Rwanda: Media banned from operation ahead of elections

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Last week, Rwanda’s Media High Council asked about 30 radio stations and newspapers to apply for permits. The media are currently de facto banned from operation until a fresh request is approved.

Reporters Without Borders (RSF)- a French-based watchdog, have accused Rwanda’s President Paul Kagame of suspending some 30 media organizations, infringing on democracy and undermining the fairness of the forthcoming national elections.

“With just a week to go to a presidential election on 9 August, the Rwandan authorities are openly flouting the rules of the democratic game,” RSF said in a statement. According to RSF, this is a ploy by Rwanda’s Media High Council to suspend these mediums from operation.

A reporter who claimed to have uncovered evidence connecting the government to the attempted assassination of a Rwandan general exiled in South Africa was found dead last month. However, Paul Kagame’s regime denies any involvement with the death of the journalist.

“Press freedom violation, including the jailing of journalists, the closure of news media and the murder of a newspaper editor a month ago, have intensified in the run-up to the election,” RSF statement continued.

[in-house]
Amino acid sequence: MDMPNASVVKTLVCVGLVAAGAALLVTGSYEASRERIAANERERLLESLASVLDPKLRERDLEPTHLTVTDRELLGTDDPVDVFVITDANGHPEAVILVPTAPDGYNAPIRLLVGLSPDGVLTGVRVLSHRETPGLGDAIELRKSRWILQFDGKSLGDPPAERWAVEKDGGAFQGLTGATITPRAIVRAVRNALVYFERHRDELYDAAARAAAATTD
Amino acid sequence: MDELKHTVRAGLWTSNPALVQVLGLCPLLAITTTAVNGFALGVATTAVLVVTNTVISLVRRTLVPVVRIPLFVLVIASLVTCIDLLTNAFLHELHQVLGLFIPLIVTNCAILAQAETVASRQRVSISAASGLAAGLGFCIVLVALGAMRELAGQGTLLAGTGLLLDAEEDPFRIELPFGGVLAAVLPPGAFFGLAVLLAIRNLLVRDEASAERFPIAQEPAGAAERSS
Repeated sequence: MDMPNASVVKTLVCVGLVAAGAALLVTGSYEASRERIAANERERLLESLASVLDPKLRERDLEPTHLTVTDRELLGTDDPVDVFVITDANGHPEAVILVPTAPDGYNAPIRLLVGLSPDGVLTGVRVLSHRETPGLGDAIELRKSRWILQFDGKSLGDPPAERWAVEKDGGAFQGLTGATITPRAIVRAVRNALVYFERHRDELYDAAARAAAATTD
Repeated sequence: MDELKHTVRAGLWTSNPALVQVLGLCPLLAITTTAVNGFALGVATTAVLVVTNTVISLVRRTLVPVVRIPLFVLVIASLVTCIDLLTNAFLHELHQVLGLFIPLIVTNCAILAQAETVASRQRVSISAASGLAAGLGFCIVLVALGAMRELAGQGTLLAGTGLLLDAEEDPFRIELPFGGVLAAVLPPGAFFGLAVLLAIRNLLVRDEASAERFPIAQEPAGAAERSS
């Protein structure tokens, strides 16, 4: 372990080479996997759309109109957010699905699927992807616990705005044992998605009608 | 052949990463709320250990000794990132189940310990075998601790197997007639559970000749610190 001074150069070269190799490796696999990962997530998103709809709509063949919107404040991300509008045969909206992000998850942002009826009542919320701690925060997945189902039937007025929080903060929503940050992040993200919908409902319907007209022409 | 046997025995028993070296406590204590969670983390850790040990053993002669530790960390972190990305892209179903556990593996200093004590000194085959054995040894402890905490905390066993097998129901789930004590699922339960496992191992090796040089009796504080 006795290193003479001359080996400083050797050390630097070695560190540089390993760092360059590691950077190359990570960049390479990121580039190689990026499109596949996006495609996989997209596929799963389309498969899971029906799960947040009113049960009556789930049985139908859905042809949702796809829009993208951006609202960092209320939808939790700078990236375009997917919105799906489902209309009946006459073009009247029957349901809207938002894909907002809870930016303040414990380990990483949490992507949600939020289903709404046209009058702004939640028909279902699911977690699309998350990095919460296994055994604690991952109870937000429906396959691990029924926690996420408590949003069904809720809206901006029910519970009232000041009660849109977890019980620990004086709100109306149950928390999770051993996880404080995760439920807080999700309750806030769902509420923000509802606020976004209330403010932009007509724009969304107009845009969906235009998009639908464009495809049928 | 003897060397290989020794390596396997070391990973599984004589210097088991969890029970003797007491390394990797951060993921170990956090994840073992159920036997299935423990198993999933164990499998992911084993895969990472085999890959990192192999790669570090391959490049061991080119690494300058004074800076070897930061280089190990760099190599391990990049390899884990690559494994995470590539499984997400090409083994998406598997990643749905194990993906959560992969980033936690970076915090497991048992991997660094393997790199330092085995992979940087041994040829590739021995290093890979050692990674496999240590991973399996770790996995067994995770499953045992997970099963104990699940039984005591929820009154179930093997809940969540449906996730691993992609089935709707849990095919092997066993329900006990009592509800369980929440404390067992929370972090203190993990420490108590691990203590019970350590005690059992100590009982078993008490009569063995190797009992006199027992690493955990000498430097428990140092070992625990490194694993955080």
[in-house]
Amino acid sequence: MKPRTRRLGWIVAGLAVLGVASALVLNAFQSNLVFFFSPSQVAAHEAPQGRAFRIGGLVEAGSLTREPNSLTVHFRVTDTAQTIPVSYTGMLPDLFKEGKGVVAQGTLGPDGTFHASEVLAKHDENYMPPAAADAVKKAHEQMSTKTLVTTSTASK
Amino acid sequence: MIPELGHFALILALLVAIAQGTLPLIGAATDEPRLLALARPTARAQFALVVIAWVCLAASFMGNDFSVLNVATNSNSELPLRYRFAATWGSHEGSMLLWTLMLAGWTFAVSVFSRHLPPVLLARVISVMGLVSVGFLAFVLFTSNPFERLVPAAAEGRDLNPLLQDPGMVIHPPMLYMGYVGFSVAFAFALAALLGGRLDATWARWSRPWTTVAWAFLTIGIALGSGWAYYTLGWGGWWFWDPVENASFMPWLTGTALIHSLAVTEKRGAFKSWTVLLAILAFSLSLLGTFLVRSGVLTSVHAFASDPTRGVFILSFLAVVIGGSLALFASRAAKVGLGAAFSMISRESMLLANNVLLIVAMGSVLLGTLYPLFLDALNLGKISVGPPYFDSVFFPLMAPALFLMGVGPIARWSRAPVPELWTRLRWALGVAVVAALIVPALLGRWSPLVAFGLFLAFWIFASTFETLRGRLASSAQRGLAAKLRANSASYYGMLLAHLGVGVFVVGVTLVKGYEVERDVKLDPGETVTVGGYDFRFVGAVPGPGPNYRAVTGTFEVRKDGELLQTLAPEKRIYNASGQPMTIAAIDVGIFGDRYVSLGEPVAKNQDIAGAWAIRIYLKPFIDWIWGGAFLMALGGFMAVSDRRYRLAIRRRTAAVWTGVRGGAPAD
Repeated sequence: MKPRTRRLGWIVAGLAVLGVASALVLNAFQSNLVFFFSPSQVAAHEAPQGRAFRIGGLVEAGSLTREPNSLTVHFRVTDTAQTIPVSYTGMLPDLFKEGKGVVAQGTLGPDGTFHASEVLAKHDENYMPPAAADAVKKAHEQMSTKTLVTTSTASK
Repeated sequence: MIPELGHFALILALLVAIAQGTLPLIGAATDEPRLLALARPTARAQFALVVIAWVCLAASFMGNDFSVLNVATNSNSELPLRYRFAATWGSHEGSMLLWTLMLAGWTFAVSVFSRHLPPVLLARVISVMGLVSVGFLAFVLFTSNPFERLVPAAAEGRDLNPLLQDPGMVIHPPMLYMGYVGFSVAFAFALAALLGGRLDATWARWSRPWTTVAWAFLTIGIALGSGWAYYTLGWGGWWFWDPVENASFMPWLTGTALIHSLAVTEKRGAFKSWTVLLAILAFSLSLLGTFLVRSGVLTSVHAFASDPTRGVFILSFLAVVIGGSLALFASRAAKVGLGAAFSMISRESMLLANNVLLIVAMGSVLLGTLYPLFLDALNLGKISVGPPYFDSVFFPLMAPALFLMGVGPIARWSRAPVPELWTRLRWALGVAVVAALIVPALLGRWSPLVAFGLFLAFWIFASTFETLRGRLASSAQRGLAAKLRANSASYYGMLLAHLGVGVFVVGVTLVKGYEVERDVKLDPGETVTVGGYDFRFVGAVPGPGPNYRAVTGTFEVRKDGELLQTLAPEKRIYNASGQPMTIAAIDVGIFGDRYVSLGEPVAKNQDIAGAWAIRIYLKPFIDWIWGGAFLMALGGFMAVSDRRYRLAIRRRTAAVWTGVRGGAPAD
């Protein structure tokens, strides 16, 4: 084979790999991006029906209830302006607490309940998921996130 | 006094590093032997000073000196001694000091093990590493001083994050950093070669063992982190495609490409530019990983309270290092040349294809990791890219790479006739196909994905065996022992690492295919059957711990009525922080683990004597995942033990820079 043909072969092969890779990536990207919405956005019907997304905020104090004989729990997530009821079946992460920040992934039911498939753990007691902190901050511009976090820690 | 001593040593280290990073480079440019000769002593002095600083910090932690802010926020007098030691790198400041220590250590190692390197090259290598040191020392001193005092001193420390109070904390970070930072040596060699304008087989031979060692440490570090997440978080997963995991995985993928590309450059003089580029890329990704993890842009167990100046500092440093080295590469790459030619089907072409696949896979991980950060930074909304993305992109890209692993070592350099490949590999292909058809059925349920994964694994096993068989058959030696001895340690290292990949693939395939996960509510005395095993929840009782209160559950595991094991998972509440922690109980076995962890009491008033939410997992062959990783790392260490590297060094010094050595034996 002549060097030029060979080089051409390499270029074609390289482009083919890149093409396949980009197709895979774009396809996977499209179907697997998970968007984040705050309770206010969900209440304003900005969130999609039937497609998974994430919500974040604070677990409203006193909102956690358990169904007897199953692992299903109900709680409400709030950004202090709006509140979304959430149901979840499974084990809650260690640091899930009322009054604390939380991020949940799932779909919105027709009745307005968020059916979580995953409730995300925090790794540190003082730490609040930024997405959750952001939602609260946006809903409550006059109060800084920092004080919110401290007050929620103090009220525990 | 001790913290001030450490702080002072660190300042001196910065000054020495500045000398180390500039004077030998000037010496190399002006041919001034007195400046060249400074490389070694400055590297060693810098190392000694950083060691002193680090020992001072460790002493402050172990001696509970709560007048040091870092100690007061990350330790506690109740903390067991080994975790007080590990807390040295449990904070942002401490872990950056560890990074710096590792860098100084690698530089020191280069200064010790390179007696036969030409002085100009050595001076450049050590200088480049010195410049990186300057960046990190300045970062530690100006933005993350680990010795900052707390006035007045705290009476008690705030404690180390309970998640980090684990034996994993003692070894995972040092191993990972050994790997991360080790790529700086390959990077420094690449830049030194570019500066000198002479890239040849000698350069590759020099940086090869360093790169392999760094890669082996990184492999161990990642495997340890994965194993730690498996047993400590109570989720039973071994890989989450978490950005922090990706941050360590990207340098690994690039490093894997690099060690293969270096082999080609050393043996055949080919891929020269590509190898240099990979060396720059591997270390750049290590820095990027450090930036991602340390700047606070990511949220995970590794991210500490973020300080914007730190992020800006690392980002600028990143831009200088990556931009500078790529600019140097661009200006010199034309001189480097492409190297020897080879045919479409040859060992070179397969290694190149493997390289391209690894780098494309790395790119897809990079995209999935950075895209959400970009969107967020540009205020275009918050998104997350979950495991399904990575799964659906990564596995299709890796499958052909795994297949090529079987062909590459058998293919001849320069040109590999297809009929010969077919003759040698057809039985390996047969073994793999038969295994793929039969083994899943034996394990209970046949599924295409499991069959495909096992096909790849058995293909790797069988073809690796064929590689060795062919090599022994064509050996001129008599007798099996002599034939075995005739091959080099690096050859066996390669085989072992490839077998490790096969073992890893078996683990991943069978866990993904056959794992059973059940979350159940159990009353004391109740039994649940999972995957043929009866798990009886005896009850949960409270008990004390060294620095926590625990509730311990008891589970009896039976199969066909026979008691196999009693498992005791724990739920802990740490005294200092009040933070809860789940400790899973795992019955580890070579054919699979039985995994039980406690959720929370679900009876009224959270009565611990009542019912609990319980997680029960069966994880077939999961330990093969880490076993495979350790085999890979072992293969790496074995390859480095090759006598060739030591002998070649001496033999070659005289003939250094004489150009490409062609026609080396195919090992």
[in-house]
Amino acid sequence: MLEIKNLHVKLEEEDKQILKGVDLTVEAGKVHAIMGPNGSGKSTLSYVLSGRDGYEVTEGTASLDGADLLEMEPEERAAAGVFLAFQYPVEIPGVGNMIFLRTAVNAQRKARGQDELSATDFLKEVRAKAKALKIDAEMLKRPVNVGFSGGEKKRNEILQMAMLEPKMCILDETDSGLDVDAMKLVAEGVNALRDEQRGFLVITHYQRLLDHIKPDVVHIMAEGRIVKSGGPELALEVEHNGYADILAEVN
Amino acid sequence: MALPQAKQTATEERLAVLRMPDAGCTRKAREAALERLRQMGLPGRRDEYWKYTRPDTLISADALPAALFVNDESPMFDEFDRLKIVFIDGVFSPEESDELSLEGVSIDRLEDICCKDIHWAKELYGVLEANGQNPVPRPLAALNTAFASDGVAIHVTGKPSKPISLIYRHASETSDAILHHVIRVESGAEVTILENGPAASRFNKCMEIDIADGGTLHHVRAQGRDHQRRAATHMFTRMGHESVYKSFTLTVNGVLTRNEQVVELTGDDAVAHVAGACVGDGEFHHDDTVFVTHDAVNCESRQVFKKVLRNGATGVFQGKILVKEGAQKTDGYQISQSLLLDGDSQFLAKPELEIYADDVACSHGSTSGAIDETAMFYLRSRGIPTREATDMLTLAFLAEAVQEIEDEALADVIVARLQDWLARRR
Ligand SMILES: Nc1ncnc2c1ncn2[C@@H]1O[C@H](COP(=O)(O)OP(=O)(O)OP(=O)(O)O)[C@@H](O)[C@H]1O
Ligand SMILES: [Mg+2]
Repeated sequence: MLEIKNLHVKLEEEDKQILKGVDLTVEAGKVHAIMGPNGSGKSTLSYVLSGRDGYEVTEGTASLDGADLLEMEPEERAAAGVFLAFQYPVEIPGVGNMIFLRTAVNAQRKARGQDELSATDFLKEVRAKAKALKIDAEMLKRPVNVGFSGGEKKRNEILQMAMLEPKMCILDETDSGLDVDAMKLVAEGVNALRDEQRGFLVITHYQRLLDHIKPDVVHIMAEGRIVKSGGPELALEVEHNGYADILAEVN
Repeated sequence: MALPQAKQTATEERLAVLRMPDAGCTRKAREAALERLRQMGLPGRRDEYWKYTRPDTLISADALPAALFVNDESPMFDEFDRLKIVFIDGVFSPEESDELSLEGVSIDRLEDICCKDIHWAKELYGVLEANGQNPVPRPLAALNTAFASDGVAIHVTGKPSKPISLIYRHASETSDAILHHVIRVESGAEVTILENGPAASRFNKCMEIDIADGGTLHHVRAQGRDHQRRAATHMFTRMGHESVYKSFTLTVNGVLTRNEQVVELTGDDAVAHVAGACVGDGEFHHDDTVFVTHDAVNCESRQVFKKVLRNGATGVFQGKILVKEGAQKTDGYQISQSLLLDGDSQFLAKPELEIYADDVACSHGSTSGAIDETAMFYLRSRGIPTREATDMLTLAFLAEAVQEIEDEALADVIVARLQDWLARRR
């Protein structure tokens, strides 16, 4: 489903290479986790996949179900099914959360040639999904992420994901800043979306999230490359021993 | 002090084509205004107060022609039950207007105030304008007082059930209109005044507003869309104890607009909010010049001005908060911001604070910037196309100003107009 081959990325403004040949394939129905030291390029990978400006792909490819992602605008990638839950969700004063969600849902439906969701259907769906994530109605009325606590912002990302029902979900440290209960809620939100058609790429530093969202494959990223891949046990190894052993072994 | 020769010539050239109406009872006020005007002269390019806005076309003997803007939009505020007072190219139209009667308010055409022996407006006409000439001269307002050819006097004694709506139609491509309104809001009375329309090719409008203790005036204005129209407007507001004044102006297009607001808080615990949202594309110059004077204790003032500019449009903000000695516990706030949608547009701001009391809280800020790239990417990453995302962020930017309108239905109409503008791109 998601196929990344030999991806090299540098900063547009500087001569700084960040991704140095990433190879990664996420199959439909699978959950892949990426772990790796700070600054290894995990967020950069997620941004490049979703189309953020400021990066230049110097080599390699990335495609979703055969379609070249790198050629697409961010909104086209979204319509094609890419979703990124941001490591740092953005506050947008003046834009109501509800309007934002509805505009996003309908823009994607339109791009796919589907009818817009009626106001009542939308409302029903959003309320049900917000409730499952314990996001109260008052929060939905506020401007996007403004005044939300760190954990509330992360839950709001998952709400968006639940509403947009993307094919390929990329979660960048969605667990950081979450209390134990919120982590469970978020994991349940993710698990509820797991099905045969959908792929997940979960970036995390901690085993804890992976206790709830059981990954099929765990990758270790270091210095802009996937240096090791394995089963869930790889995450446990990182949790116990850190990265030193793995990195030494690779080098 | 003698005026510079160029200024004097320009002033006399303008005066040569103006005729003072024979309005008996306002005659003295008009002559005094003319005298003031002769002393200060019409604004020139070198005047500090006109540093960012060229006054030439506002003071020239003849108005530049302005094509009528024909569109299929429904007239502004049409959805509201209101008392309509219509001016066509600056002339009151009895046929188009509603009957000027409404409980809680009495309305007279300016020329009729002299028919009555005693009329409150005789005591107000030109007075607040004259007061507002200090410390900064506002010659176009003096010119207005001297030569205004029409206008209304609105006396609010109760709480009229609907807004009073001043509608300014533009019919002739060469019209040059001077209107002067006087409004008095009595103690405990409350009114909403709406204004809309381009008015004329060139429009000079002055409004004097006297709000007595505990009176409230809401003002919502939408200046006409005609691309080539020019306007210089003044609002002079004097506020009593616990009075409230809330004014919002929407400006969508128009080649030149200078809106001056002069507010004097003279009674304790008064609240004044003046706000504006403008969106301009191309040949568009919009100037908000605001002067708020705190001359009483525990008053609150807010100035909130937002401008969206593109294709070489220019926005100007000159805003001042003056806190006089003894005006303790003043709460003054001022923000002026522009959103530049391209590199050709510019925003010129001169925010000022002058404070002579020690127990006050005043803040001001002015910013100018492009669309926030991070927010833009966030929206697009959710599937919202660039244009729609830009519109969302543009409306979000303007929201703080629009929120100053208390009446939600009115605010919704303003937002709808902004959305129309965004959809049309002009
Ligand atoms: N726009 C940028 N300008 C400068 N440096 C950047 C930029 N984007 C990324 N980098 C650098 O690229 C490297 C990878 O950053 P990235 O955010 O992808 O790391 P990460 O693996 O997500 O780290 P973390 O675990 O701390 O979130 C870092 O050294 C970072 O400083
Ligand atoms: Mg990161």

Rwanda’s Media High Council only approved 19 radio stations and 22 newspapers considered to comply with its rules.

“The aim is to clamp down on the press and prevent journalists from doing their job as independent and impartial observers of the election process.”

Paul Kagame’s regime has been criticized by the international community, rights group and section of Rwanda’s public for restricting media and political freedom ahead of the Augusts 9 elections.

France has called on Kagame’s regime to provide a pre-electoral context respectful of fundamental freedoms and the democratic rules.

“Paris supports the action of all those who defend the right to inform and that is the reason why we condemned with the greatest firmness the murder, on June 24, of Jean-Leonard Rugambage, deputy editor of the biweekly Umuvugizi,” French foreign ministry deputy spokeswoman Christine Fages told reporters in a press briefing on Tuesday.

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